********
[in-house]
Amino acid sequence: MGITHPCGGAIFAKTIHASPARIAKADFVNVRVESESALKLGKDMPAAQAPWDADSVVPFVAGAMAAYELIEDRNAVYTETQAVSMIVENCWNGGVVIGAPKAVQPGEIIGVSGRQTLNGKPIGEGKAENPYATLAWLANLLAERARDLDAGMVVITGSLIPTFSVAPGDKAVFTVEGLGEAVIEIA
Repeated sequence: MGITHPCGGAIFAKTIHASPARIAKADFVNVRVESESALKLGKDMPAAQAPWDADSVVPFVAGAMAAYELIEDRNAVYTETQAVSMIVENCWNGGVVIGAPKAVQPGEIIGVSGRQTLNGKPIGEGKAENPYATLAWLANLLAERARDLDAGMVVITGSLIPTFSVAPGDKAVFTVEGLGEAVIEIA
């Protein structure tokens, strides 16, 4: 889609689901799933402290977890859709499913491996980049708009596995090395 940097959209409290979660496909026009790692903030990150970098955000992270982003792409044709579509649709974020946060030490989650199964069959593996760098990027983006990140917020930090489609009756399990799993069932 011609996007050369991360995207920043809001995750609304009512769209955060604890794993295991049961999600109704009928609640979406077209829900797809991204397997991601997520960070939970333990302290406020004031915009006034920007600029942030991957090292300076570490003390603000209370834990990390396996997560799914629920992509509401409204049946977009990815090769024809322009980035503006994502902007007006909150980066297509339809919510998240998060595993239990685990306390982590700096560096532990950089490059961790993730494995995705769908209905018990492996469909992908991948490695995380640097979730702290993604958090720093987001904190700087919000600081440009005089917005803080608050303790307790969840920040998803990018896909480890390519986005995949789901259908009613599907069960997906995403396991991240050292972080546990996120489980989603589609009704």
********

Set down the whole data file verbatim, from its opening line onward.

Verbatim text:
[in-house]
Amino acid sequence: MGITHPCGGAIFAKTIHASPARIAKADFVNVRVESESALKLGKDMPAAQAPWDADSVVPFVAGAMAAYELIEDRNAVYTETQAVSMIVENCWNGGVVIGAPKAVQPGEIIGVSGRQTLNGKPIGEGKAENPYATLAWLANLLAERARDLDAGMVVITGSLIPTFSVAPGDKAVFTVEGLGEAVIEIA
Repeated sequence: MGITHPCGGAIFAKTIHASPARIAKADFVNVRVESESALKLGKDMPAAQAPWDADSVVPFVAGAMAAYELIEDRNAVYTETQAVSMIVENCWNGGVVIGAPKAVQPGEIIGVSGRQTLNGKPIGEGKAENPYATLAWLANLLAERARDLDAGMVVITGSLIPTFSVAPGDKAVFTVEGLGEAVIEIA
């Protein structure tokens, strides 16, 4: 889609689901799933402290977890859709499913491996980049708009596995090395 940097959209409290979660496909026009790692903030990150970098955000992270982003792409044709579509649709974020946060030490989650199964069959593996760098990027983006990140917020930090489609009756399990799993069932 011609996007050369991360995207920043809001995750609304009512769209955060604890794993295991049961999600109704009928609640979406077209829900797809991204397997991601997520960070939970333990302290406020004031915009006034920007600029942030991957090292300076570490003390603000209370834990990390396996997560799914629920992509509401409204049946977009990815090769024809322009980035503006994502902007007006909150980066297509339809919510998240998060595993239990685990306390982590700096560096532990950089490059961790993730494995995705769908209905018990492996469909992908991948490695995380640097979730702290993604958090720093987001904190700087919000600081440009005089917005803080608050303790307790969840920040998803990018896909480890390519986005995949789901259908009613599907069960997906995403396991991240050292972080546990996120489980989603589609009704």